Try this a different way, I said to the technician. Let me sleep. I wanted to wake up, but in my dream I was awake.
You're lying, she said. I can see it on the screen.
I told her I couldn't remember, even though it was a lie. Looking down at my T-shirt, I saw wires emerging from holes cut especially for that purpose.
Did you see anything after that? she asked.
I said I saw myself, closing a dresser drawer.
The technician said, Wake up. What do you see?
Someone entered the room. I slammed the drawer on my hand and immediately said to myself, Wake up!
I was in a room no larger than a closet, standing in front of a cherry wood dresser; I refinished that piece many years ago. This I remembered in the dream.
The first dream I dreamt in my dream was a sham. In my dream, I went back to sleep.
That's a clinic dream, she said. It doesn't count.
A woman watching me through a tangle of cords. Maybe it was seaweed; maybe I was underwater, lights blinking from the shore.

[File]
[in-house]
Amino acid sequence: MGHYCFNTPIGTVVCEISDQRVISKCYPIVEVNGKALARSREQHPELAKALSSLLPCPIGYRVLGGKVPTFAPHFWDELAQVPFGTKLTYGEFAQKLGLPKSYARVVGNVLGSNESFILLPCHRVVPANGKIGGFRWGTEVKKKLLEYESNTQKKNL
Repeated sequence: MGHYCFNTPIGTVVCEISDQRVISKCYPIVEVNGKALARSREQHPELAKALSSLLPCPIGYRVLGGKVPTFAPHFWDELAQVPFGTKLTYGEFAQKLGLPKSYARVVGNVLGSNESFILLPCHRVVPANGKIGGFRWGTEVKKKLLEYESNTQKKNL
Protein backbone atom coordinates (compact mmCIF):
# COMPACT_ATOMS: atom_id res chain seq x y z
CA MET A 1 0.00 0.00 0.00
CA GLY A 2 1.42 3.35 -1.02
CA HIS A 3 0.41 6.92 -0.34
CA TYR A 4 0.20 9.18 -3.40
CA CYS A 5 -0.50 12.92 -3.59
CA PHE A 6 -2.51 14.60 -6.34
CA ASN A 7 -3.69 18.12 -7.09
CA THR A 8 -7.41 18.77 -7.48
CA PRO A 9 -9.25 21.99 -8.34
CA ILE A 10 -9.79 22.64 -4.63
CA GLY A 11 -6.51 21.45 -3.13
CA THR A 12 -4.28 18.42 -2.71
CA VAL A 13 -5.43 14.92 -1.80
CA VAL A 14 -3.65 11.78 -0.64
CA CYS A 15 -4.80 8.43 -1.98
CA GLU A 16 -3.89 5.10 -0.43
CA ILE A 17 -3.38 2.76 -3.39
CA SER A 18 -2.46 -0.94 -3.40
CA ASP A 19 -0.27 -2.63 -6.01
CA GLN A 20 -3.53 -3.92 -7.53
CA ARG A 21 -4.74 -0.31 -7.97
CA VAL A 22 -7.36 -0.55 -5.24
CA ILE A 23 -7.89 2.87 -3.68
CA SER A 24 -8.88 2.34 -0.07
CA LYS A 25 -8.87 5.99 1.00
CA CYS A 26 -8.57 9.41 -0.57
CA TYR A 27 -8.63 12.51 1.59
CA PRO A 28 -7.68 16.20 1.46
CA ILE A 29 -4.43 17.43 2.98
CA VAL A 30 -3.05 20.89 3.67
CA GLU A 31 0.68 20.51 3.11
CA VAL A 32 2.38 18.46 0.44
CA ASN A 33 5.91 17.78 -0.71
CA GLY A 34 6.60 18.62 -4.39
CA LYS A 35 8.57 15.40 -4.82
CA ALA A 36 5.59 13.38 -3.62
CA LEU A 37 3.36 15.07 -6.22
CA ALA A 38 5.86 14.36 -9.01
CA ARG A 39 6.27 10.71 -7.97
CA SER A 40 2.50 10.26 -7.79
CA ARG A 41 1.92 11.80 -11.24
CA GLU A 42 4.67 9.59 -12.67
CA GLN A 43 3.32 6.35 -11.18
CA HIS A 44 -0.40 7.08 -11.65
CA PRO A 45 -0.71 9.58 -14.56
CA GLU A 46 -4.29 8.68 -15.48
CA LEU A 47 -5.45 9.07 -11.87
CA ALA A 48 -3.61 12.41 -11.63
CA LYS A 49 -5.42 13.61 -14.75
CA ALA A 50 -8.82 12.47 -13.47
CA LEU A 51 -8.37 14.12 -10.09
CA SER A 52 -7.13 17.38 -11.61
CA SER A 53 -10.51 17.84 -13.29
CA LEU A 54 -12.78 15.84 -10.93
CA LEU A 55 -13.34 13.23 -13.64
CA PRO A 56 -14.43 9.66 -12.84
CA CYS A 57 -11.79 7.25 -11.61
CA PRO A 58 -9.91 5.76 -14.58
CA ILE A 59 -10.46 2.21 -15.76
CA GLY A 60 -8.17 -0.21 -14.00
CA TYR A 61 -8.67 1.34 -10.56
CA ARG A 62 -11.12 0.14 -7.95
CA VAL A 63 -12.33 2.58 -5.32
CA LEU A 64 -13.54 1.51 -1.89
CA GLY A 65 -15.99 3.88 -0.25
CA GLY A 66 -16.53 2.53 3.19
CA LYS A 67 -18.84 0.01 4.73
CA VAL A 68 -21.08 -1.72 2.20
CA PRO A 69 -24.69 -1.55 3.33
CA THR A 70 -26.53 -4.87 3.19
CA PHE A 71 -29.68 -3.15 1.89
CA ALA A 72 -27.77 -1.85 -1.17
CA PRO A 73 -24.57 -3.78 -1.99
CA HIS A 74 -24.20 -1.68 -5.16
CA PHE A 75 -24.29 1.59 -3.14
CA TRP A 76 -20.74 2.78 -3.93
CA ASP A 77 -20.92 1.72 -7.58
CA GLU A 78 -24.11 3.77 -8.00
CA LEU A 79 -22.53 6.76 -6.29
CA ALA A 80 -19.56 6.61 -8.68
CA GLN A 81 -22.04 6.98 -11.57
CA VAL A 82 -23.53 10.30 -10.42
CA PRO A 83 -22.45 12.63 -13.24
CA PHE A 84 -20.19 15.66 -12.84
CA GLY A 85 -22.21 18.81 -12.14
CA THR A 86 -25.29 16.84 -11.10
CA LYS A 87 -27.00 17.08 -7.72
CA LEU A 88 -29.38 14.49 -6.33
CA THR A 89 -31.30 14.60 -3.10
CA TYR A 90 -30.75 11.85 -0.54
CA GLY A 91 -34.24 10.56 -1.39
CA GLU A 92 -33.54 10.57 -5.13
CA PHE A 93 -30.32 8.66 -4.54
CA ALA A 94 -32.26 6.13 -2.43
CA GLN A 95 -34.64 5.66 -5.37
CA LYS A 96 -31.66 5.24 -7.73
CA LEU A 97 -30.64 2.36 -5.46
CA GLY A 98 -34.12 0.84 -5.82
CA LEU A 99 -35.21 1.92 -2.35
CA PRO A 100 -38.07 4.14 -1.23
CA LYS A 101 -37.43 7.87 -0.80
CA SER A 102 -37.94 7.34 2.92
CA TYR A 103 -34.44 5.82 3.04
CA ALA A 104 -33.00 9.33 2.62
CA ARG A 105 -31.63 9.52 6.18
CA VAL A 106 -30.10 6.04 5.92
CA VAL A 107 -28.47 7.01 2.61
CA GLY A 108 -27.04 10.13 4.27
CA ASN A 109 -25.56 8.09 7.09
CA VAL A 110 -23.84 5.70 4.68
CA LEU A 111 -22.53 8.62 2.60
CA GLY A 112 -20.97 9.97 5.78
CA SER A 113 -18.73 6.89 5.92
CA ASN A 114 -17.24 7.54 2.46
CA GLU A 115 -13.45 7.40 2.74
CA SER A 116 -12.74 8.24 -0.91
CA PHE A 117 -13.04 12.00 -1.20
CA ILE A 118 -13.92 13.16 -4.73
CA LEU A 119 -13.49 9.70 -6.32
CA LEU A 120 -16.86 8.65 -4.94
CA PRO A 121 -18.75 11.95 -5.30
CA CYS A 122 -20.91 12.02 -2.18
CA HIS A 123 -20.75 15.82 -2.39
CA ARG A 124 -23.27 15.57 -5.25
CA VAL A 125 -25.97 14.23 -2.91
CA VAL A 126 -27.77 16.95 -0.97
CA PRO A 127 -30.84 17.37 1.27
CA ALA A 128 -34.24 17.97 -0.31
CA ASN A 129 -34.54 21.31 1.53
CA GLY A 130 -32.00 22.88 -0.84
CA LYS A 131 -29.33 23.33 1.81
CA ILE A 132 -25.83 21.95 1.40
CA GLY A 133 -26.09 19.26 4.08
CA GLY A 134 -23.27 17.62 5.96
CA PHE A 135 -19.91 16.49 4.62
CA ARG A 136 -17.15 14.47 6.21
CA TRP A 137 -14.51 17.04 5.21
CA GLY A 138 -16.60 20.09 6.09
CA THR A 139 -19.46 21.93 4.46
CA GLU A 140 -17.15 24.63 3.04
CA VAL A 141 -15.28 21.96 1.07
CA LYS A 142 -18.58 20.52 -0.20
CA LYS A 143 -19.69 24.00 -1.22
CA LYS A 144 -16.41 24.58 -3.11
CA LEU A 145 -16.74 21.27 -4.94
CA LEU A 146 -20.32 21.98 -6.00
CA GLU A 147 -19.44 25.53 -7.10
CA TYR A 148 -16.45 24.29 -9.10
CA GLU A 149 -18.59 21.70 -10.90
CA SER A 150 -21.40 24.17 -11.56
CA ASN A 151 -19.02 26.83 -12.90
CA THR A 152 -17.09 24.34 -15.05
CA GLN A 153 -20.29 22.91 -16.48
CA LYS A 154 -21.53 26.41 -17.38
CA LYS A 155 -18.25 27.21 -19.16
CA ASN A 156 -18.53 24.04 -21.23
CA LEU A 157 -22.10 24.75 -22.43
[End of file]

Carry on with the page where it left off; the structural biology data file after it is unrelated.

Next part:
Can you hear me? Yes, I could. What is the last thing you saw? That's the method: begin with the last thing seen. My eyes jerked under their lids.
Brain, muscles, breath and eyes sent pulses to a box. From another room a technician read a screen, attached to the box, attached to me. This I saw as I slept in my dream.
A technician placed electrodes on my eyes, my temples, wrists, throat and chest. A mass of wires attached me to a small box on the wall, which blinked back at me with a score of tiny lights.
I wore a flannel nightgown printed with a map of North America. I thought to myself, dreaming, "I never wear nightgowns."
In my dream, I went to the sleep lab to help me remember my dreams.